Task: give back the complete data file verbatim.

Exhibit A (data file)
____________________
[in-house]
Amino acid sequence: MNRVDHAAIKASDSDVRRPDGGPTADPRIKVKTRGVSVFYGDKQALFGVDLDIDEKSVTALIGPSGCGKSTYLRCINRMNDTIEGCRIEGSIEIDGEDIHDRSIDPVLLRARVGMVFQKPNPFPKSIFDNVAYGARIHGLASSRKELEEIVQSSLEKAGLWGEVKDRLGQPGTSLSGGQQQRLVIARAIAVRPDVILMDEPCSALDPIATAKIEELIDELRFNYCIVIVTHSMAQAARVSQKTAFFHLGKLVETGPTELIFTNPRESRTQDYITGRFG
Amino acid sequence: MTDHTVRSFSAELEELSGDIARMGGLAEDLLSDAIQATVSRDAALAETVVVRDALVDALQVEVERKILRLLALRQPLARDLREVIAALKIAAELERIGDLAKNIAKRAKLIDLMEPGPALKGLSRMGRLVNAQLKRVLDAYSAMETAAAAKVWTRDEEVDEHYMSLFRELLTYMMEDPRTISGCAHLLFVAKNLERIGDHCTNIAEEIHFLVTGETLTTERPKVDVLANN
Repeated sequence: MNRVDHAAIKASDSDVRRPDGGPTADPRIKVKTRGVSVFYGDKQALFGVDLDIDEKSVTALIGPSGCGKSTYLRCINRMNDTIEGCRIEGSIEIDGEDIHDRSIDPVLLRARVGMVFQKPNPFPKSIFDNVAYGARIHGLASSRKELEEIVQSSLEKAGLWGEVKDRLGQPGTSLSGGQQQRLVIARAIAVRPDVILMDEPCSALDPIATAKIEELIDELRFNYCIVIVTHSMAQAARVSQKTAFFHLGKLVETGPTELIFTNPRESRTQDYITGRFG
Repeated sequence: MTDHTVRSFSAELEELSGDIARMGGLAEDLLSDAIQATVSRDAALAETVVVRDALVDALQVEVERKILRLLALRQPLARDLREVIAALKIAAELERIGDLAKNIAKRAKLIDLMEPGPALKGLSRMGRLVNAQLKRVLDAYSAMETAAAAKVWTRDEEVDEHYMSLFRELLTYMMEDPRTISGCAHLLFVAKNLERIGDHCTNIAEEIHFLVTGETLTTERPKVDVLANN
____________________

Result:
[in-house]
Amino acid sequence: MNRVDHAAIKASDSDVRRPDGGPTADPRIKVKTRGVSVFYGDKQALFGVDLDIDEKSVTALIGPSGCGKSTYLRCINRMNDTIEGCRIEGSIEIDGEDIHDRSIDPVLLRARVGMVFQKPNPFPKSIFDNVAYGARIHGLASSRKELEEIVQSSLEKAGLWGEVKDRLGQPGTSLSGGQQQRLVIARAIAVRPDVILMDEPCSALDPIATAKIEELIDELRFNYCIVIVTHSMAQAARVSQKTAFFHLGKLVETGPTELIFTNPRESRTQDYITGRFG
Amino acid sequence: MTDHTVRSFSAELEELSGDIARMGGLAEDLLSDAIQATVSRDAALAETVVVRDALVDALQVEVERKILRLLALRQPLARDLREVIAALKIAAELERIGDLAKNIAKRAKLIDLMEPGPALKGLSRMGRLVNAQLKRVLDAYSAMETAAAAKVWTRDEEVDEHYMSLFRELLTYMMEDPRTISGCAHLLFVAKNLERIGDHCTNIAEEIHFLVTGETLTTERPKVDVLANN
Repeated sequence: MNRVDHAAIKASDSDVRRPDGGPTADPRIKVKTRGVSVFYGDKQALFGVDLDIDEKSVTALIGPSGCGKSTYLRCINRMNDTIEGCRIEGSIEIDGEDIHDRSIDPVLLRARVGMVFQKPNPFPKSIFDNVAYGARIHGLASSRKELEEIVQSSLEKAGLWGEVKDRLGQPGTSLSGGQQQRLVIARAIAVRPDVILMDEPCSALDPIATAKIEELIDELRFNYCIVIVTHSMAQAARVSQKTAFFHLGKLVETGPTELIFTNPRESRTQDYITGRFG
Repeated sequence: MTDHTVRSFSAELEELSGDIARMGGLAEDLLSDAIQATVSRDAALAETVVVRDALVDALQVEVERKILRLLALRQPLARDLREVIAALKIAAELERIGDLAKNIAKRAKLIDLMEPGPALKGLSRMGRLVNAQLKRVLDAYSAMETAAAAKVWTRDEEVDEHYMSLFRELLTYMMEDPRTISGCAHLLFVAKNLERIGDHCTNIAEEIHFLVTGETLTTERPKVDVLANN